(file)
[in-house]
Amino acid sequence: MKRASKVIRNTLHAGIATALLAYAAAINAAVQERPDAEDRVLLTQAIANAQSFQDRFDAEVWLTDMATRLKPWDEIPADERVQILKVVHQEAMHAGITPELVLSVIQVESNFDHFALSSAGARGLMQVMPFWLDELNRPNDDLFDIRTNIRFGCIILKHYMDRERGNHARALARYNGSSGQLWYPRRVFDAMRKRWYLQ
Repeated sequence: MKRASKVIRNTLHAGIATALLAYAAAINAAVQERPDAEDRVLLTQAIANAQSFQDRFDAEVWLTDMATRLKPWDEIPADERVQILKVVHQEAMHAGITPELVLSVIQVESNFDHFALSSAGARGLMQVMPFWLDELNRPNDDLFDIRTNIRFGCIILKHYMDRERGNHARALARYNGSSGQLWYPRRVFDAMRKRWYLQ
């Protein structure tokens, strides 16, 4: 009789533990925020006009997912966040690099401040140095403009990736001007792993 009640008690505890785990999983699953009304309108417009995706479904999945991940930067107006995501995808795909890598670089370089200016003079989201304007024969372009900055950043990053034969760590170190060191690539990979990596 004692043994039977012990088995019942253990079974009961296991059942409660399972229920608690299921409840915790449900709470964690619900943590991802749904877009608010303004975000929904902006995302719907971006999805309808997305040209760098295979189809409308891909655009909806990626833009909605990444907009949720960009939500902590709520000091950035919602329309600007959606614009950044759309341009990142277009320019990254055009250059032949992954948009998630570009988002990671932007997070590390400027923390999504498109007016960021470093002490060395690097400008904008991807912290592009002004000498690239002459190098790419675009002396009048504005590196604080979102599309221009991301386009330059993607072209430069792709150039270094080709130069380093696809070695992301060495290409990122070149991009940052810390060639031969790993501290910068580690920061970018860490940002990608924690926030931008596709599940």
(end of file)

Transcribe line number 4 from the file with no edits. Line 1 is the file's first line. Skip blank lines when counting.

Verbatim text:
């Protein structure tokens, strides 16, 4: 009789533990925020006009997912966040690099401040140095403009990736001007792993 009640008690505890785990999983699953009304309108417009995706479904999945991940930067107006995501995808795909890598670089370089200016003079989201304007024969372009900055950043990053034969760590170190060191690539990979990596 004692043994039977012990088995019942253990079974009961296991059942409660399972229920608690299921409840915790449900709470964690619900943590991802749904877009608010303004975000929904902006995302719907971006999805309808997305040209760098295979189809409308891909655009909806990626833009909605990444907009949720960009939500902590709520000091950035919602329309600007959606614009950044759309341009990142277009320019990254055009250059032949992954948009998630570009988002990671932007997070590390400027923390999504498109007016960021470093002490060395690097400008904008991807912290592009002004000498690239002459190098790419675009002396009048504005590196604080979102599309221009991301386009330059993607072209430069792709150039270094080709130069380093696809070695992301060495290409990122070149991009940052810390060639031969790993501290910068580690920061970018860490940002990608924690926030931008596709599940």